During most of my childhood, our house had no television. The best decision my parents ever made was to throw out the TV when I was two. Instead of watching a screen, we read books, played outside, read books, went exploring, read books, climbed trees (and read more books).
Growing up in communist Romania, my husband didn’t have much access to TV either, and he has fond memories of an active childhood without it. So before our wedding, we agreed that we were not buying a television for our home. We wanted a household focused on Jesus, on people, and on real life.
That worked blissfully, until the World Cup rolled around later that year. An avid soccer fan, my husband wanted to follow the news, and this was before the days of home Internet and smartphones. The only way to watch was to get a TV. So we found an affordable sale and brought the World Cup home.
The problem? Once the little black box was in the house, it was always on. Wake up; eat breakfast while watching the news. Home from class? Grab the remote “to see if anything interesting is on.” No homework? One show leads to another, and suddenly it’s past 11 p.m.
A few weeks later we were squabbling about some little nonsense, and we suddenly had an epiphany. Before bringing home the TV, we rarely disagreed and our newlywed home had been a place of happy harmony. Now we were bickering over ridiculous little things, tired from getting to bed late, waking up too late for quiet time with God, and just generally tense and ill at ease.
It took us a bit to pinpoint that this tension had started building right when the TV entered our home. But then it all clicked—this new peacelessness was directly related to the time we spent catatonic before the screen. We weren’t chatting together anymore, or exercising as much, or reading great books—we were just watching TV.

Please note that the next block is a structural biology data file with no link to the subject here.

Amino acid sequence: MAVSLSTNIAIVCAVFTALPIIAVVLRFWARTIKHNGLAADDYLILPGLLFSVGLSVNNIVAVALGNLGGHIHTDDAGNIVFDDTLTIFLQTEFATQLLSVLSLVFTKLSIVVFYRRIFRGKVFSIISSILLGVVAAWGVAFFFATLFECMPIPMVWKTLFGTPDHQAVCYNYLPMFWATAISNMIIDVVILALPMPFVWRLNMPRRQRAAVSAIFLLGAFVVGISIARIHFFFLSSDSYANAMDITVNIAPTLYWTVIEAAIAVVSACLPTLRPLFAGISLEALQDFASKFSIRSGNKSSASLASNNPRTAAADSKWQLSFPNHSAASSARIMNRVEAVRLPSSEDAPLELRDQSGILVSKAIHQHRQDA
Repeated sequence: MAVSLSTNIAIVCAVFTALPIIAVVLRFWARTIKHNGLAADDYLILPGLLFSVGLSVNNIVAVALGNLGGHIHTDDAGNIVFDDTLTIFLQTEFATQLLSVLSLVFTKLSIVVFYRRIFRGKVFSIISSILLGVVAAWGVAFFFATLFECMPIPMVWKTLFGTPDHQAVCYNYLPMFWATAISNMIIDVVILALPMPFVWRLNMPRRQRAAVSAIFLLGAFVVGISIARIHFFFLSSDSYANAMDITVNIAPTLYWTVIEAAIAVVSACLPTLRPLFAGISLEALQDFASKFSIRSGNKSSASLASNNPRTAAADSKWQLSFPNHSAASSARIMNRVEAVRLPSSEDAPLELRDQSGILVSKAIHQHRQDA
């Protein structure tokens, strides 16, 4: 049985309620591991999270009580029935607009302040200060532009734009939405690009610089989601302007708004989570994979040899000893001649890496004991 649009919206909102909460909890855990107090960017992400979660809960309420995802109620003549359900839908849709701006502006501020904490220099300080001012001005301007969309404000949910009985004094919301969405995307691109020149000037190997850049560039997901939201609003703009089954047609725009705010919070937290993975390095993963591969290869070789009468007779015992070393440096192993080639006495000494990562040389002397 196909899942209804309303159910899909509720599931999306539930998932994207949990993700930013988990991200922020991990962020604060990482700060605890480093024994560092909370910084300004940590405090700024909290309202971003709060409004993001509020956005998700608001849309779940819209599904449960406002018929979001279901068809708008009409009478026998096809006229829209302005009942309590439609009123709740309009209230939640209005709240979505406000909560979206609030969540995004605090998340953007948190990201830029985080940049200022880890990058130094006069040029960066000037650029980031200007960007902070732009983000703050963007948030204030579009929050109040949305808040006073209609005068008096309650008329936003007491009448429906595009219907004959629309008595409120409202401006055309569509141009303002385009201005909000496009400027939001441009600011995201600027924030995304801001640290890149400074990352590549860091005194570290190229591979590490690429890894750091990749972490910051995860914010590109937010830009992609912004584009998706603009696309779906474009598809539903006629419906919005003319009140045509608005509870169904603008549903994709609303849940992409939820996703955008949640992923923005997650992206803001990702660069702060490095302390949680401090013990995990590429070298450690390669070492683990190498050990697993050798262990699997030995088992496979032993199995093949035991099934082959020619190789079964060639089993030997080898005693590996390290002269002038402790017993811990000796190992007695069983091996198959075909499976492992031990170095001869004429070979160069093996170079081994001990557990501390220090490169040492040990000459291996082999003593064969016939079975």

So we took a cue from the generation before us and threw out our TV.
Within a week, life was back to happy harmony. We were sleeping better, waking earlier, and enjoying each other’s company again.
Now that we have little children, we have a new appreciation for our TV-empty childhoods. We’ve made a conscious, intentional choice to provide them with activities that don’t revolve around a screen. These days, we still don’t watch regular TV in our house. If we need something, we find it online or play a DVD. But there’s no television playing in the background. Ever.
I’m not saying that every single program on TV is bad. But here’s the thing: when you want to serve God wholeheartedly, it’s awfully hard to control something like electronic media if it’s playing all the time in your home. It’s like inviting the devil into your living room—but pretending he’s not there. There’s so much junk available at the click of a button that it’s almost impossible to filter it all out.
For that matter, the devil can be invited into our homes in other ways too. Such as unfettered access to the Internet through phones, tablets, and computers. Or through video games filled with violence, vulgarity, and competitive indulgence.
It’s not my place to dictate what your family should do regarding electronic media. But I’m challenging you to reassess, to really take a Spirit-driven look at the role that media plays in your life and in the entertainment of your children. Have you asked God lately whether you need to clean out your family’s media?
Have you really, truly unplugged every portal for evil that the devil wants to use to shatter your home? If not, why not have a conversation with Jesus and see what He has to say about it?